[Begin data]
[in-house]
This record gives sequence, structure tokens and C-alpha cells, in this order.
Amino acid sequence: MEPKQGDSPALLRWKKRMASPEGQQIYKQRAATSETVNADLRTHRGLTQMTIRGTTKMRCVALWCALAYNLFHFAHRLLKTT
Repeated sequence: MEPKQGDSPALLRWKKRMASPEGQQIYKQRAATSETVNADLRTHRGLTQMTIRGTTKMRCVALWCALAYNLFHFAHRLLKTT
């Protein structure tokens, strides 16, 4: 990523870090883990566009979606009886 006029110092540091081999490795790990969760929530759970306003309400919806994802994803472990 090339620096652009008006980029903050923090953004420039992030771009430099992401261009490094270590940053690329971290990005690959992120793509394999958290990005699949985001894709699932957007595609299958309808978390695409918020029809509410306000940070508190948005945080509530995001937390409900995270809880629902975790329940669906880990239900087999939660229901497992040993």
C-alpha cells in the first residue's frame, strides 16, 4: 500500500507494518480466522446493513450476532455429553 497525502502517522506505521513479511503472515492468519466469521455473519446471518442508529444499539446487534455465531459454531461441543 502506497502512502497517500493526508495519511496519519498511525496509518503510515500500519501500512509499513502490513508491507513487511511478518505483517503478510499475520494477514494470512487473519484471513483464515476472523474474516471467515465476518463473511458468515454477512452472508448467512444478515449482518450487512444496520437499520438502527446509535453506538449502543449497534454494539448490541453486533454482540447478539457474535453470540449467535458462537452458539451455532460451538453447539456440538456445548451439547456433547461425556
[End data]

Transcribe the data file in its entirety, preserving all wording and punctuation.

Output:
[in-house]
This record gives sequence, structure tokens and C-alpha cells, in this order.
Amino acid sequence: MEPKQGDSPALLRWKKRMASPEGQQIYKQRAATSETVNADLRTHRGLTQMTIRGTTKMRCVALWCALAYNLFHFAHRLLKTT
Repeated sequence: MEPKQGDSPALLRWKKRMASPEGQQIYKQRAATSETVNADLRTHRGLTQMTIRGTTKMRCVALWCALAYNLFHFAHRLLKTT
């Protein structure tokens, strides 16, 4: 990523870090883990566009979606009886 006029110092540091081999490795790990969760929530759970306003309400919806994802994803472990 090339620096652009008006980029903050923090953004420039992030771009430099992401261009490094270590940053690329971290990005690959992120793509394999958290990005699949985001894709699932957007595609299958309808978390695409918020029809509410306000940070508190948005945080509530995001937390409900995270809880629902975790329940669906880990239900087999939660229901497992040993």
C-alpha cells in the first residue's frame, strides 16, 4: 500500500507494518480466522446493513450476532455429553 497525502502517522506505521513479511503472515492468519466469521455473519446471518442508529444499539446487534455465531459454531461441543 502506497502512502497517500493526508495519511496519519498511525496509518503510515500500519501500512509499513502490513508491507513487511511478518505483517503478510499475520494477514494470512487473519484471513483464515476472523474474516471467515465476518463473511458468515454477512452472508448467512444478515449482518450487512444496520437499520438502527446509535453506538449502543449497534454494539448490541453486533454482540447478539457474535453470540449467535458462537452458539451455532460451538453447539456440538456445548451439547456433547461425556